The work of many woman Imagineers is evident in the intricate details of the theme parks they influenced, designed, and built, from the vibrant costumes of Mary Blair’s dolls in “it’s a small world” to the puff of each feathered chest Harriet Burns crafted for Walt Disney’s Enchanted Tiki Room.
Few if any, however, can claim as much ‘recognizability’ as the late Leota “Lee” Toombs Thomas, best known for providing the serene, all-knowing visage (and name) of the Haunted Mansion’s Madame Leota. Not only did Thomas give life to one of the most iconic Disney Parks characters ever created; she was also instrumental in shaping attractions like Pirates of the Caribbean, “it’s a small world,” Great Moments with Mr. Lincoln, and Ford’s Magic Skyway. Perhaps most importantly, she approached her retirement by training Imagineers in Disneyland’s Show Quality Service Department, passing along principles of design and craftsmanship that endured long after she left the company.
Wharton goes to work for Disney
In the early 1940s, eighteen-year-old Leota Anne Wharton showed up at the Ink & Paint department of the Disney Studios. The studio was putting the finishing touches on films like Fantasia (1940), Dumbo (1941), and Bambi (1942), and had just started to refocus its efforts on propaganda films in support of the U.S. government during World War II. According to Life Magazine, 90% of the 550 employees at the studio were involved in the production of wartime films; at the time the article went to press, the Navy alone had ordered over 50 films on gunnery, bombing, and paratroop training, among other subjects.
To put it briefly: There was no shortage of work for animators, inkers, and painters, especially those of Wharton’s exceptional talent. And it wasn’t long before her skills were recognized with a promotion to the Animation department.
“[The studio] realized she was very good at line work and they put her in as an Inbetweener,” said Wharton’s daughter, Imagineer Kim Irvine. ‘Inbetweeners’ were tasked with refining the keyframes drawn by principal animators, as well as creating in-between frames that detailed the precise movements and gestures assigned to a specific character.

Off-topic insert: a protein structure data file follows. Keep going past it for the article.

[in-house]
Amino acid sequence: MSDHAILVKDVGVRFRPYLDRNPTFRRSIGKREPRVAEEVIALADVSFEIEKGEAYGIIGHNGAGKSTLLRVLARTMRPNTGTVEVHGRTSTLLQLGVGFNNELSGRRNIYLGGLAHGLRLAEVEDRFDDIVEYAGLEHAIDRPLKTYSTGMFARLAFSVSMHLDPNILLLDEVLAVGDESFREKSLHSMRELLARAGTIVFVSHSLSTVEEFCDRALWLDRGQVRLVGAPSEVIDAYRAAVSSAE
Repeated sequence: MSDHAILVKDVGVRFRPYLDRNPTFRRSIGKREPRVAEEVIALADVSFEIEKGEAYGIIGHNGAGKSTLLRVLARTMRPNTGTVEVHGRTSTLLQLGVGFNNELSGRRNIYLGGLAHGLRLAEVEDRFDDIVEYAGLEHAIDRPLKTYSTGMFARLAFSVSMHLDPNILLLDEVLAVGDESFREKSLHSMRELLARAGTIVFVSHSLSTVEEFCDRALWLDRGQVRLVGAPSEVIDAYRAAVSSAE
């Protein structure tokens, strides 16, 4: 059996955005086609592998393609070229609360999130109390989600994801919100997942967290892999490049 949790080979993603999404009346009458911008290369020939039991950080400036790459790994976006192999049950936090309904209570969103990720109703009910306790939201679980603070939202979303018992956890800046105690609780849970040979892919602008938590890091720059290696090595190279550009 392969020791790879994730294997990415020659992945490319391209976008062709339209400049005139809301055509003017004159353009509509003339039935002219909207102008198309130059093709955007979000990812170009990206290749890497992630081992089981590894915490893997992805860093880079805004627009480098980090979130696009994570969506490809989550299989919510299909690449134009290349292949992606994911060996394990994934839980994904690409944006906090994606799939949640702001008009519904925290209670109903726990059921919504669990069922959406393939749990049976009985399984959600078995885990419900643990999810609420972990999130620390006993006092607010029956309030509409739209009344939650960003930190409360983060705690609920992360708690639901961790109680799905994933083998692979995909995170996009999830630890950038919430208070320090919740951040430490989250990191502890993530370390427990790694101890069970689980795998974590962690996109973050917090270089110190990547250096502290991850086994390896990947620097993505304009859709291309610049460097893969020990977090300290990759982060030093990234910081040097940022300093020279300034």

At some point, Irvine noted, Wharton was assigned to work in tandem with head animator Harvey Toombs on a full-length feature called Victory Through Air Power (1943), the first of the studio’s films with a clear educational bent. Four years later, the two artists wed, and Wharton—now Toombs—began a multi-year hiatus from the company to raise her family.
From Ink & Paint to Imagineering
Fifteen years following Toombs’ departure from the Disney Studios, Walt was in the throes of another pet project. His first-ever theme park, Disneyland, was verging on its seventh anniversary with a seemingly endless list of attractions and shows still waiting to be developed and debuted to an eager public.
Walt already had a talented core of designers, figure-finishers, and model-makers in Harriet Burns, Wathel Rogers, and Fred Joerger—all inaugural members of a small but integral division termed ‘WED Enterprises’—and needed to expand his roster of Imagineers in order to maintain the kind of innovative standards that gave the park its pristine reputation.
As the company scoured its own departments for talented artists and would-be Imagineers, they ultimately decided to extend an invitation to Toombs. No longer an Inbetweener, she became one of just four or five women in the Model Shop, as the department was first called, and assisted with crafting, painting, and detailing scale models of the park, in addition to working on more complex projects like humanoid Audio-Animatronic figures and feathered, furry creatures. Her work as an immaculate figure-finisher was also evident in Disney’s custom-built attractions for the 1964-65 World’s Fair, which included future theme park rides like “it’s a small world,” Ford’s Magic Skyway, and Great Moments with Mr. Lincoln.
So often during its 64-year history, the Disney Parks have been lauded for their incredible attention to detail, with nary a leaf nor synthetic hair out of place. The classic attractions that Toombs helped flesh out were some of the most intricate ever attempted by the company, with hundreds of Audio-Animatronics to be outfitted, intricate set pieces to be constructed, special effects to be rigged, and historical and cultural costumes to be researched and patterned. Toombs was one of many Imagineers who took that attention to detail seriously, spending much of her time touching up the makeup on the swashbuckling antagonists of Pirates of the Caribbean and tweaking their hair and clothes until their expressions and style looked exactly right.
“It was that eye for detail that got her noticed by Walt and the rest of the team,” Rick West wrote at Theme Park Adventure in 2015. “[…] The finishing touches that Lee put on the figures in these world-class attractions were astonishing—and I absolutely feel that Disney’s animatronic figures never looked as good as they did when they were under the care of Lee and those early Imagineers that not only specialized in animatronics—they created them.”